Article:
“The great Mr. Ross, he tell me: ‘O.K. for the ’orse. Cry no more but shut up. You play for us. We need a guy with a ’orse and maybe you better bring the ’orse on the ice with you.’ But I think he joke, though Mr. Ross always look very stern.”

So Leduc played for the Wanderers in Ormstown, scored a goal, even. “After the game, the great Mr. Ross comes to me and he says: ‘How much for the ’orse?’”

“I say: ‘Five dollar fix everything,’ and what do you think now? The great Mr. Ross say: ‘Here, kid, give those ’orse a few oats,’ and he hand me fifteen dollar. I am broke down at such kindness. I pay for my ’orse, I have a profit.”

hamby shore: away he goes like a flash

He started as a forward, and he was a good one, at that: in 1905, as what one newspaper would call “a wiry stripling of 17,” Hamby Shore was summoned to play left wing for the mighty Ottawa Silver Seven as the team fended off the challenge of the Rat Portage Thistles to hold on to the Stanley Cup they’d made a habit of winning in the early years of the new century.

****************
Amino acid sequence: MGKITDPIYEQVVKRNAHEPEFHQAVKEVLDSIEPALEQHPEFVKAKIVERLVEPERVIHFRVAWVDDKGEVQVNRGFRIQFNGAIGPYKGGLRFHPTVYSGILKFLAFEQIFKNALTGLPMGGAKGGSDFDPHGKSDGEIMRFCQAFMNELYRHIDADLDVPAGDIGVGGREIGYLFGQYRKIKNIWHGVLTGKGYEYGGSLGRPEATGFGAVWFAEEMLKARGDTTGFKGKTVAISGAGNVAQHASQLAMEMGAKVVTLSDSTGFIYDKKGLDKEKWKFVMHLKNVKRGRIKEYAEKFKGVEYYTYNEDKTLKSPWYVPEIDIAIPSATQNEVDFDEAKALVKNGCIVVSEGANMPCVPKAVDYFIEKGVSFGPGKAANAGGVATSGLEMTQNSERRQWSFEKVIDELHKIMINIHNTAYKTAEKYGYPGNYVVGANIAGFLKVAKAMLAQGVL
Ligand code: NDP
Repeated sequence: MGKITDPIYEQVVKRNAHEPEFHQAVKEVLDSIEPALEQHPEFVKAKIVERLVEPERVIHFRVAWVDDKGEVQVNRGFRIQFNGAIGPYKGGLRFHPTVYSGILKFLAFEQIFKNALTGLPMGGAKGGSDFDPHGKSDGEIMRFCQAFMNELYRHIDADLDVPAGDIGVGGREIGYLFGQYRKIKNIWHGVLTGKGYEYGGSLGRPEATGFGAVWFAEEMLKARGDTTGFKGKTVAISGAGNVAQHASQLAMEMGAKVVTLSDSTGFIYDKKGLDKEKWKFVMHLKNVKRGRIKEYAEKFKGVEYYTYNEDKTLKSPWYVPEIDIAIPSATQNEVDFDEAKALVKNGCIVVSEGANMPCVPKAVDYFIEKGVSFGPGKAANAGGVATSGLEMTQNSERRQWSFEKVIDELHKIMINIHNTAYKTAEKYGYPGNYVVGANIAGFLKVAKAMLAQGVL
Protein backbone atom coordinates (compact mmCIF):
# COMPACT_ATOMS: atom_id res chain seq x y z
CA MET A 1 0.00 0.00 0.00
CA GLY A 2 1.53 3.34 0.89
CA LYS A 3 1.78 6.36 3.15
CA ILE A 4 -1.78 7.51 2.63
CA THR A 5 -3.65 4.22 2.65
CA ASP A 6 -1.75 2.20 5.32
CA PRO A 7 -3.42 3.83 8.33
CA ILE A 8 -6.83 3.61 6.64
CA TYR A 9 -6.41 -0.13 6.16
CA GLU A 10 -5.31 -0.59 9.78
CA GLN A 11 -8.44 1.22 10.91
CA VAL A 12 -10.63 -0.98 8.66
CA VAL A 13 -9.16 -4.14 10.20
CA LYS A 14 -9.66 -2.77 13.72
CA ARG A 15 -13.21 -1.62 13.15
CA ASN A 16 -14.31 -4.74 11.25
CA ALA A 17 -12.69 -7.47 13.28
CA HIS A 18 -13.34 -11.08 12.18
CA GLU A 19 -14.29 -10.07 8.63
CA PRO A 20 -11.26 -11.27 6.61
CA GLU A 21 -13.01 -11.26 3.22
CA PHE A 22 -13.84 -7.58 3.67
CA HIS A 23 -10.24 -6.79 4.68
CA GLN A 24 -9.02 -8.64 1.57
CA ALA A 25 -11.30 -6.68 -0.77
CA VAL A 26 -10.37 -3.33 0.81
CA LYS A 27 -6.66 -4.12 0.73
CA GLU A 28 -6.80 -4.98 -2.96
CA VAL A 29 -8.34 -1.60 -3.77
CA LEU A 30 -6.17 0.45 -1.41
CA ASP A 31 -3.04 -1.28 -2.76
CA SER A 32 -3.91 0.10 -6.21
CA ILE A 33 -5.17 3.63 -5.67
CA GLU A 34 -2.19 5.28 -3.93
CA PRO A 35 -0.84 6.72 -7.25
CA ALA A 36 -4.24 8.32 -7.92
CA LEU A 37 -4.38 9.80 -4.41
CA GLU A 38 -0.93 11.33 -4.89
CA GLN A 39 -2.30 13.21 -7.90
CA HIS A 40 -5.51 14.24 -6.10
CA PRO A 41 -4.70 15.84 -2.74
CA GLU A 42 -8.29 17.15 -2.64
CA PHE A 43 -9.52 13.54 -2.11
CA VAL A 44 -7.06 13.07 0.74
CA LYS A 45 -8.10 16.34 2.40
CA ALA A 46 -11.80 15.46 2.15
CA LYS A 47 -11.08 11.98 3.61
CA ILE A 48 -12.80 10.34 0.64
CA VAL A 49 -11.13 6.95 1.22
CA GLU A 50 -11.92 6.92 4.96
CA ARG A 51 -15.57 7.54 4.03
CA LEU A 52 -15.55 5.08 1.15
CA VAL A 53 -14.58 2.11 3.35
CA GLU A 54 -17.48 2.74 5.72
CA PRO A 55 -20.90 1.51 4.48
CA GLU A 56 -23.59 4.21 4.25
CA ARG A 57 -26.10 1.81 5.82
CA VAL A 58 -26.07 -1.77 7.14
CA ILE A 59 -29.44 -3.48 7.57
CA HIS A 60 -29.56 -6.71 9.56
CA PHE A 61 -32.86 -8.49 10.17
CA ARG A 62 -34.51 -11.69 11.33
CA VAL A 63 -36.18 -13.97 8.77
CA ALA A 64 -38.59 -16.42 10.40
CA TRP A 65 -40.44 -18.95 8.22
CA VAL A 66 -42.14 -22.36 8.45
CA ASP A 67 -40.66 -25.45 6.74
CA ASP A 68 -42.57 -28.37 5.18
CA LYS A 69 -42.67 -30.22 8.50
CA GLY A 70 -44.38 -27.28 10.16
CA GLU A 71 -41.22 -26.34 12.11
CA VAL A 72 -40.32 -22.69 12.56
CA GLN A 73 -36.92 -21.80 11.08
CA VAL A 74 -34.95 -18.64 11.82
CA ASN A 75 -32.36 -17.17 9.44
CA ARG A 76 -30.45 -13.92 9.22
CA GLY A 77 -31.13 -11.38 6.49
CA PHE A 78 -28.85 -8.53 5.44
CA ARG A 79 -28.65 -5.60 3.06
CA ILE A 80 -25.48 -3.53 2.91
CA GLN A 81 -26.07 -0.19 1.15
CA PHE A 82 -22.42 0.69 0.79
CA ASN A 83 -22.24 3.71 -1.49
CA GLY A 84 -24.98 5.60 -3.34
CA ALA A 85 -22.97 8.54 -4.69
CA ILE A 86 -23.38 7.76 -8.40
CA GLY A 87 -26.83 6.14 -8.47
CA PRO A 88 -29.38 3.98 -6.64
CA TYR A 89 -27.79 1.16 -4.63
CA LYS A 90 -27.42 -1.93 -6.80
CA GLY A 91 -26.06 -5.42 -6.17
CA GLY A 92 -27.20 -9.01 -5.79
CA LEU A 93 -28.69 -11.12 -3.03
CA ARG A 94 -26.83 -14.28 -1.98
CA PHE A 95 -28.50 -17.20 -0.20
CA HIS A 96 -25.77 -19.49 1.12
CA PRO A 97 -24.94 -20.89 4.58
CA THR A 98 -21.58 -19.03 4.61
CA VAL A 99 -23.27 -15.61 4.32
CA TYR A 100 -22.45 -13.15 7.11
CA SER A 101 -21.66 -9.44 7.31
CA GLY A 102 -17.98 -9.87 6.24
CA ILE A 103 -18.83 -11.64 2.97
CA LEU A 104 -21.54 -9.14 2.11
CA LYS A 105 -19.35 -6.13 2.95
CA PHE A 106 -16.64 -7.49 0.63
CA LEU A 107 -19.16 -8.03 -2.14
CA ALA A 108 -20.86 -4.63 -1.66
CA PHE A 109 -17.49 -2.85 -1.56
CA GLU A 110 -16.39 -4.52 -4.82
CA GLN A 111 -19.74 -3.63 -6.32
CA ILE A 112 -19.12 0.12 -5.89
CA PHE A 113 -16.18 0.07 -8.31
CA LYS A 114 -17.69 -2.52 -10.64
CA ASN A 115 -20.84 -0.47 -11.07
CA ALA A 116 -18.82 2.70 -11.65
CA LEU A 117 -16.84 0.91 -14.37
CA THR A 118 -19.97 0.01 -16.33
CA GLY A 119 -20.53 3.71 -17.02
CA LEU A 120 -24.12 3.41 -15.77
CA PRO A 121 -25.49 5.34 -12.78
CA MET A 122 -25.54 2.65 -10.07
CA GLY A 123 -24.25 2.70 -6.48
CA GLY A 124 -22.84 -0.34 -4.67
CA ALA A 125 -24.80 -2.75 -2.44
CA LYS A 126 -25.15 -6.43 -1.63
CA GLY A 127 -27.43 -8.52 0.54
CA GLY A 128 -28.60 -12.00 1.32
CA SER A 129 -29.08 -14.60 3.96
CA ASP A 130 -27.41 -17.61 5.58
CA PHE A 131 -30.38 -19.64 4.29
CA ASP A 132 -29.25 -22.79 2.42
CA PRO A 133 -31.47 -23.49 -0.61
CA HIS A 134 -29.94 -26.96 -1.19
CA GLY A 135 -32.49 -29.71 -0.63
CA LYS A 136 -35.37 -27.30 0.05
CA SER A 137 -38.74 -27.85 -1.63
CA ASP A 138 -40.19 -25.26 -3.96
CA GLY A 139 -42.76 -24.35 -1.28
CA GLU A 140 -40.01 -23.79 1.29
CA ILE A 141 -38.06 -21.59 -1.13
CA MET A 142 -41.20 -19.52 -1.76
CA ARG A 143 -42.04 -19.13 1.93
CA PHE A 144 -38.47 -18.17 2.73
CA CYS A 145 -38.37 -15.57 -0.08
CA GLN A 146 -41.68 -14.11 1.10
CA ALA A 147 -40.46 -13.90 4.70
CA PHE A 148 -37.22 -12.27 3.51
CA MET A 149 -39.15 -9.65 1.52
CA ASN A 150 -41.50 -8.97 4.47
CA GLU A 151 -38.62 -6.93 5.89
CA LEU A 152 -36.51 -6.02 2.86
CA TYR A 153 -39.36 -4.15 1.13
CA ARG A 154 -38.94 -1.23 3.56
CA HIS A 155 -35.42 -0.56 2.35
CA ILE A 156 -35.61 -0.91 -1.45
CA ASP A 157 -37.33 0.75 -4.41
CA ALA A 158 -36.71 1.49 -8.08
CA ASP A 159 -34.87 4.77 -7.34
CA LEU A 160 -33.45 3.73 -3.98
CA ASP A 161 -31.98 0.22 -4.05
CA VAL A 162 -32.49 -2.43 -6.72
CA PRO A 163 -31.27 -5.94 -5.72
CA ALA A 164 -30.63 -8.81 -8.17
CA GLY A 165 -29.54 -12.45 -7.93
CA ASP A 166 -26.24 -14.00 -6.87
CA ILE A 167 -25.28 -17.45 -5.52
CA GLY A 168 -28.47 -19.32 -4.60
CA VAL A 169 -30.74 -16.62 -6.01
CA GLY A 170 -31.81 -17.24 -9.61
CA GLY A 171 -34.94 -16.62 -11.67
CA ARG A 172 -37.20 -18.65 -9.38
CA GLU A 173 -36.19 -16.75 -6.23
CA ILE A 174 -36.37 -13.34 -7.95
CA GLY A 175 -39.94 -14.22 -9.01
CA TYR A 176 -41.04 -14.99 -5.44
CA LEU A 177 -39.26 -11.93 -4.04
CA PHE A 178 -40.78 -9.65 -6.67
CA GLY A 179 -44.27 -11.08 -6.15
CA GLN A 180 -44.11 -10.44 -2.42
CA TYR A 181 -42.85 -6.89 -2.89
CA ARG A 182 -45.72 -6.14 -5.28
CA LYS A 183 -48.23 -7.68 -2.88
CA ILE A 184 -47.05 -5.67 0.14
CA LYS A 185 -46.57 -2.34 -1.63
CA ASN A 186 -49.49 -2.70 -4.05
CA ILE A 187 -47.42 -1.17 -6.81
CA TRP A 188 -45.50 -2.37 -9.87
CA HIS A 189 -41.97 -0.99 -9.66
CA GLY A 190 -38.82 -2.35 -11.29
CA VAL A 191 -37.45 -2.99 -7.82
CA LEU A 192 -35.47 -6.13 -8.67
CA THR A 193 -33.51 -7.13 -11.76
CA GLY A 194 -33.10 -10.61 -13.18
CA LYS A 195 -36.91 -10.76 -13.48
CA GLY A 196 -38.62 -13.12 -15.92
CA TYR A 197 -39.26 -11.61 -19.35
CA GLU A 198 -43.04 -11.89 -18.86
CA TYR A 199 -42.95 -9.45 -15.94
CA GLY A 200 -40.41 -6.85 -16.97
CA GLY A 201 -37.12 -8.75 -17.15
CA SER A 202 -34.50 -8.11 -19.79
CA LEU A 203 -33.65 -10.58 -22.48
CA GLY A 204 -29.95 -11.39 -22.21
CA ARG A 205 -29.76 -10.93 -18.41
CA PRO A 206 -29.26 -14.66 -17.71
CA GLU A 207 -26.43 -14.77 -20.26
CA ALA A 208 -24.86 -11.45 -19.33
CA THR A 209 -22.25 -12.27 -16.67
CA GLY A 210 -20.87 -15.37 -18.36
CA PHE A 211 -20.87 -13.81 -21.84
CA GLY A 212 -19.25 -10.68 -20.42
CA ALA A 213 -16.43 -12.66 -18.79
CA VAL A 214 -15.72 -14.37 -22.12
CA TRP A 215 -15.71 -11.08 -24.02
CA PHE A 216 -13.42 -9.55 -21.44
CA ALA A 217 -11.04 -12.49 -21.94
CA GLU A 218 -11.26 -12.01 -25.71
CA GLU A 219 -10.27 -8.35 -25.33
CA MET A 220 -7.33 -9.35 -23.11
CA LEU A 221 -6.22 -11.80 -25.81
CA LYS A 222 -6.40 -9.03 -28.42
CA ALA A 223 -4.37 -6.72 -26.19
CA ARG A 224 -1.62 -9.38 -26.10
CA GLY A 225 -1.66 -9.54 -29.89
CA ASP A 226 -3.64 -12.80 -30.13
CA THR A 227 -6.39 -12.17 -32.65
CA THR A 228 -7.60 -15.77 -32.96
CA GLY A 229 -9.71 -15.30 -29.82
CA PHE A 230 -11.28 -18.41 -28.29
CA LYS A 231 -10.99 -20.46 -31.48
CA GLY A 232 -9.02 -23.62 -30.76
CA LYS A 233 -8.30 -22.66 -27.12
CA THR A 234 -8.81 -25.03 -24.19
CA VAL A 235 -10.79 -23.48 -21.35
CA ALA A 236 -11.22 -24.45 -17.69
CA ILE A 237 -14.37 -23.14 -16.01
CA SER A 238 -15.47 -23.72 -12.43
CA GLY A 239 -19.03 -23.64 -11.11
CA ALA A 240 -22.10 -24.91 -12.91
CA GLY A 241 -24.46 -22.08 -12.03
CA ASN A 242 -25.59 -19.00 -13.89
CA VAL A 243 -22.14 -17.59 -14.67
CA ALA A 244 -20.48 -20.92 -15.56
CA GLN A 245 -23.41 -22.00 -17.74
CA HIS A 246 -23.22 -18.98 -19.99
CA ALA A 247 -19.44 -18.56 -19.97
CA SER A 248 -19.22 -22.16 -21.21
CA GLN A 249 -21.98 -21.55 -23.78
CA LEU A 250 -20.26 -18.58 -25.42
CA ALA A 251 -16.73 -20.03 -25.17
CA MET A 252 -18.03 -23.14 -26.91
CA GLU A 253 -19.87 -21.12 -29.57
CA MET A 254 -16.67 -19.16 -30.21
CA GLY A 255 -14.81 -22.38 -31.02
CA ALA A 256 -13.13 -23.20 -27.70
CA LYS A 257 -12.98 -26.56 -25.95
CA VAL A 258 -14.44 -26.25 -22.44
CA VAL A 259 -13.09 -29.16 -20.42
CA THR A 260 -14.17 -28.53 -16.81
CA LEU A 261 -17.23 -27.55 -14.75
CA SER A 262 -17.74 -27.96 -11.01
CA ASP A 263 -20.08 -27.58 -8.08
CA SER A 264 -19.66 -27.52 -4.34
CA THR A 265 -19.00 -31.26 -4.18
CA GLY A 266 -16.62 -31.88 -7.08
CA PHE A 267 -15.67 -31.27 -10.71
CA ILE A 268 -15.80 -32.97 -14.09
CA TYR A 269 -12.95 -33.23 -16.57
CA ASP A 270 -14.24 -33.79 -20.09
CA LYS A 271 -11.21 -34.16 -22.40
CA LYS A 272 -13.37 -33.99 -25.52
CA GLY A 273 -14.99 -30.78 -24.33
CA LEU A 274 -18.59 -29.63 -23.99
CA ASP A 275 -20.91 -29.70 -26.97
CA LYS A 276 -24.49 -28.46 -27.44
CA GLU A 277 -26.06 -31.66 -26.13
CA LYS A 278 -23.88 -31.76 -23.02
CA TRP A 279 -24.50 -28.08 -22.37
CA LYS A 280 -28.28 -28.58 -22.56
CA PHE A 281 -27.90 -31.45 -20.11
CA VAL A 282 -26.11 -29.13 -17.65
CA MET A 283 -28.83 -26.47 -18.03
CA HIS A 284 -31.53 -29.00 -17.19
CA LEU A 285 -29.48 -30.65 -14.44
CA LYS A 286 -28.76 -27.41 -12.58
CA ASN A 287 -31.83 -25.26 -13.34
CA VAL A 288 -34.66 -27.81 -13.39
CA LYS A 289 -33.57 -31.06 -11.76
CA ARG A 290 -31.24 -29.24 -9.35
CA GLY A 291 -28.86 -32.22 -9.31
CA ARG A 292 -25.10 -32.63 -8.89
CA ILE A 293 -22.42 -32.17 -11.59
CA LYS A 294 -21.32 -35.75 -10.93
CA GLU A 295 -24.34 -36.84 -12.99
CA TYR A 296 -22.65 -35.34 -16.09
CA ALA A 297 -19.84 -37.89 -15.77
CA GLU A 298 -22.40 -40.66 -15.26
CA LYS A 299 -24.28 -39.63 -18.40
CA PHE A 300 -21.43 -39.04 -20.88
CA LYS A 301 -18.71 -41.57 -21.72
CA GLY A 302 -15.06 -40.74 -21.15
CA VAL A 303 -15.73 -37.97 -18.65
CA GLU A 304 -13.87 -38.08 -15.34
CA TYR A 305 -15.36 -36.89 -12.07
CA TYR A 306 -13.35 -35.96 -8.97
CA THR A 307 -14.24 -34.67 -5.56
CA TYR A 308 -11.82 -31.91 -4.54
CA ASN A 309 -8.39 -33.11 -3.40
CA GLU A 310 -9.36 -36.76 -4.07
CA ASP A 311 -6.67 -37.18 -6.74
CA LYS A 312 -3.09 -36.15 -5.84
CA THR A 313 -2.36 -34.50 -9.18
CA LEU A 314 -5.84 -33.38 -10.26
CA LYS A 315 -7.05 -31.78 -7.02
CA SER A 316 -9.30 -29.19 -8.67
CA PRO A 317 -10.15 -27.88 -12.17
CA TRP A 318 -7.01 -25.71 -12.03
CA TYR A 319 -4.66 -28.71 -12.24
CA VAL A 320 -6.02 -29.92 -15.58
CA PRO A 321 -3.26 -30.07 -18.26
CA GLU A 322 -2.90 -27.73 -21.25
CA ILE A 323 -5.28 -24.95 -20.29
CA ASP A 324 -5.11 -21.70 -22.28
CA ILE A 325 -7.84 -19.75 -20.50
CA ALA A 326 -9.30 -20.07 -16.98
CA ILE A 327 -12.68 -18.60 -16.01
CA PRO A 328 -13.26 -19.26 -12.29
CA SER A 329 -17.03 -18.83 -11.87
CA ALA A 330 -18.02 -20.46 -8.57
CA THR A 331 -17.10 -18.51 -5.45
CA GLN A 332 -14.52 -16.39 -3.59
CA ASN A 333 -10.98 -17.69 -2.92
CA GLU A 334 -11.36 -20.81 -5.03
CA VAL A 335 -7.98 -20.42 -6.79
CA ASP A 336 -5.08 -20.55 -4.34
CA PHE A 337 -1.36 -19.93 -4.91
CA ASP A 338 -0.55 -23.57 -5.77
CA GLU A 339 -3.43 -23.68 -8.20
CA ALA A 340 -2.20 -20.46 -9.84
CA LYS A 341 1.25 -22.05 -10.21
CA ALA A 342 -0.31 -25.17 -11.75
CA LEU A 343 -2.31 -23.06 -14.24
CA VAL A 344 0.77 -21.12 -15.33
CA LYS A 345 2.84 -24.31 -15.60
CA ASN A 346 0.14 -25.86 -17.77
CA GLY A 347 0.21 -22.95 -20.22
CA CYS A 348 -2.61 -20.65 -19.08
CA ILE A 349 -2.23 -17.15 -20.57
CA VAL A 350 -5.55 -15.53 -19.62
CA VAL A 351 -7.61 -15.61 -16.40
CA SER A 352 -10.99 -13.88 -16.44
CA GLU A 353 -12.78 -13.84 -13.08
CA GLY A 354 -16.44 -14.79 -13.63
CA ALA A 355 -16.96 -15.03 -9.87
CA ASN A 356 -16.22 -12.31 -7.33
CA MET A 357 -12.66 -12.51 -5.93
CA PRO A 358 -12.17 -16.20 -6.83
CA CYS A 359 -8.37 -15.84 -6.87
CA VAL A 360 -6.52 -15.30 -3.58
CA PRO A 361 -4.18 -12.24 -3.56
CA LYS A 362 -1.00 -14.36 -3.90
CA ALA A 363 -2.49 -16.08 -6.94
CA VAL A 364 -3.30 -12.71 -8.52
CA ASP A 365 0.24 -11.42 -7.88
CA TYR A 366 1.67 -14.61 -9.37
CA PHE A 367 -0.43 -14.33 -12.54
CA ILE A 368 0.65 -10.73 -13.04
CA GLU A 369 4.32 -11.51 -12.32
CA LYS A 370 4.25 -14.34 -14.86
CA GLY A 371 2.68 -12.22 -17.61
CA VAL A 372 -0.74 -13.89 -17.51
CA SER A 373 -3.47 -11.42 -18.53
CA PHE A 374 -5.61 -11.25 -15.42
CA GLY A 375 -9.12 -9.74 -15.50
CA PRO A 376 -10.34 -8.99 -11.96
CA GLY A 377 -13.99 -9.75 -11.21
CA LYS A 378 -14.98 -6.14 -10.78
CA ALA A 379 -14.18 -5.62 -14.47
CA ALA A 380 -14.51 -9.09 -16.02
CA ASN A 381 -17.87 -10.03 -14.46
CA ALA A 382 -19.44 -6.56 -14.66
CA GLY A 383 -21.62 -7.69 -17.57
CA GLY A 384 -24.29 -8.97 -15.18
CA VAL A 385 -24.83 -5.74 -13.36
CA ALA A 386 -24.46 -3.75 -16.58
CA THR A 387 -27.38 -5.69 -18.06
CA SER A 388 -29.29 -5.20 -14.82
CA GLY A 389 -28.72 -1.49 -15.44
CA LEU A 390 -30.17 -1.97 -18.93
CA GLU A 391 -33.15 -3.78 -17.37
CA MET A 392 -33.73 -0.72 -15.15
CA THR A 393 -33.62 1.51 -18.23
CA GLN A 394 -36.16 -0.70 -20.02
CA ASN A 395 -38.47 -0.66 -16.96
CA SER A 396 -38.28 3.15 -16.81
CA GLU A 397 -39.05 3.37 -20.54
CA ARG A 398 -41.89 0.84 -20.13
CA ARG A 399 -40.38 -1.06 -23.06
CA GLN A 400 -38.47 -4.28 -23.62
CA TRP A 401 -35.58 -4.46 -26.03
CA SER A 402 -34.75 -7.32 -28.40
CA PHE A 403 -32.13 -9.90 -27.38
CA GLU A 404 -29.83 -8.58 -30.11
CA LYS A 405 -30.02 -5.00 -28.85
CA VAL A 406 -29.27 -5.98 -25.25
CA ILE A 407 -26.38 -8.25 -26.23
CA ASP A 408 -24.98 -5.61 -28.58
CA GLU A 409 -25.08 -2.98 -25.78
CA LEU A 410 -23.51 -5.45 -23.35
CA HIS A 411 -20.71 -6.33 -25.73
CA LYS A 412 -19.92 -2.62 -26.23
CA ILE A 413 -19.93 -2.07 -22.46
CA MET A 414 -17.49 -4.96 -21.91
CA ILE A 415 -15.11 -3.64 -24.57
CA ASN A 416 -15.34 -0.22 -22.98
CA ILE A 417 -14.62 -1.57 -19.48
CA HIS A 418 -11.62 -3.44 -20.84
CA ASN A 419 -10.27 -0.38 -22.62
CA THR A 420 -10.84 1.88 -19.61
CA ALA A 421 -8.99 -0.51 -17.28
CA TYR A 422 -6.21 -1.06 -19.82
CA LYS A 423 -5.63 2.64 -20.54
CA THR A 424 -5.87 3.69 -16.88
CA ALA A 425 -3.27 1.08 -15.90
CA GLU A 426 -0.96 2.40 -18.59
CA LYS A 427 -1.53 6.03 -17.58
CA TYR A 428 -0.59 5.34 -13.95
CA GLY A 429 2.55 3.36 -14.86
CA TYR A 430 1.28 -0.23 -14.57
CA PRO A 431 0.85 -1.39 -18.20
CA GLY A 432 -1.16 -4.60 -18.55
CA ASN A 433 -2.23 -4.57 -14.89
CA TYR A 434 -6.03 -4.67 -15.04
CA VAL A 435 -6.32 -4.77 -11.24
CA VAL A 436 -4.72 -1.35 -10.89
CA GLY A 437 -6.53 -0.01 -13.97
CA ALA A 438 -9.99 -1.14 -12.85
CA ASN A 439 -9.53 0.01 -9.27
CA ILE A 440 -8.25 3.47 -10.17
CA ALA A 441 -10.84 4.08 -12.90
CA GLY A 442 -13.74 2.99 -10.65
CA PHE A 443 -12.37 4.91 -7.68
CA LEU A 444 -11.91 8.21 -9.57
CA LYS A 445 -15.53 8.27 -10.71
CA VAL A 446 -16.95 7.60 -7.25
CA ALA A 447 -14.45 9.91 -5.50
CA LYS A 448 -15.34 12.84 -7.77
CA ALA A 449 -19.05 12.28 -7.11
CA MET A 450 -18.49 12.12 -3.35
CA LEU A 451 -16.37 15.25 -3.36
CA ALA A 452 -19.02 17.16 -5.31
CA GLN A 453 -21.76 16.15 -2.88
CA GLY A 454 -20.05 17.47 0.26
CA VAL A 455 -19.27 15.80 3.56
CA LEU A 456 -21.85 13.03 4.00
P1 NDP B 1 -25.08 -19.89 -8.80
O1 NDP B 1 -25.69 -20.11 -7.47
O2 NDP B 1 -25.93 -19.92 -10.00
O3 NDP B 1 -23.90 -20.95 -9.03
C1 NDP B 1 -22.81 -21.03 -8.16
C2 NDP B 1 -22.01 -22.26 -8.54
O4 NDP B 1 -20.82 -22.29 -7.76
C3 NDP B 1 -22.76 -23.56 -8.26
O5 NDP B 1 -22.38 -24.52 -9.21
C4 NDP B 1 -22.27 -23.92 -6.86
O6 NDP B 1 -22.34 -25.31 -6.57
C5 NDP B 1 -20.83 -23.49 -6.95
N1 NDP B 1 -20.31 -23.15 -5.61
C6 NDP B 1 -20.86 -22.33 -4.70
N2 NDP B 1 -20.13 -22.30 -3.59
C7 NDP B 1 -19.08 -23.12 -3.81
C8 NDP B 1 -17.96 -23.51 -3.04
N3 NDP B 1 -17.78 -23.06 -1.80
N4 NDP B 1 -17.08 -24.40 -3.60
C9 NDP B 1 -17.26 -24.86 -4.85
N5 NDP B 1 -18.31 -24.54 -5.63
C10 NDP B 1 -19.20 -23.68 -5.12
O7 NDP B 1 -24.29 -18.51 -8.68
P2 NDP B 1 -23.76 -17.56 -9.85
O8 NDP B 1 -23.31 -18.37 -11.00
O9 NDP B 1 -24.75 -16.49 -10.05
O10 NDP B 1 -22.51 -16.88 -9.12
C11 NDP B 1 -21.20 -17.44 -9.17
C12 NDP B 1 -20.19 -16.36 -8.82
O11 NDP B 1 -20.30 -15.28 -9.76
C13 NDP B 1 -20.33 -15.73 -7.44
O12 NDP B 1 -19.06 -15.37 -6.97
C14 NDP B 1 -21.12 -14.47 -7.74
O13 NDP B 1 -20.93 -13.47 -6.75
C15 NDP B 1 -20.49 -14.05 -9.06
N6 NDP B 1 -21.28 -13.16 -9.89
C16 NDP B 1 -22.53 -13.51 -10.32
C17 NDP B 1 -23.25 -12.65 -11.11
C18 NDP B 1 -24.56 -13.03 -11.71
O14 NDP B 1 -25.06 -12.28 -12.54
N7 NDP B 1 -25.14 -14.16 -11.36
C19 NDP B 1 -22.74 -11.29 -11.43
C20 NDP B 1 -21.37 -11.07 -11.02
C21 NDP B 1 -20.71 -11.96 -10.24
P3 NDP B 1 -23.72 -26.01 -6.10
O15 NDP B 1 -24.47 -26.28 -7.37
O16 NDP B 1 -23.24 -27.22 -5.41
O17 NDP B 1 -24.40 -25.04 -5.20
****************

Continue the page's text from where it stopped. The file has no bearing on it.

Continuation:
An Ottawa boy, born and bred, Shore would play a part in three Cup championships over the course of his career, which included a season in the fledgling NHL in 1917-18, during which he anchored the (original) Senators blueline. His death on a Sunday of this date in the fall of 1918 jarred hockey’s tight-knit community. A victim of the virulent Spanish flu pandemic that killed some 50,000 Canadians between 1918 and 1920, Shore was just 32 when he contracted the virus as he nursed his sickened wife, Ruby. She seems to have recovered, but by early October, her husband was under care at the Rideau Street Hospital, where he died of pneumonia that October 13, a Sunday.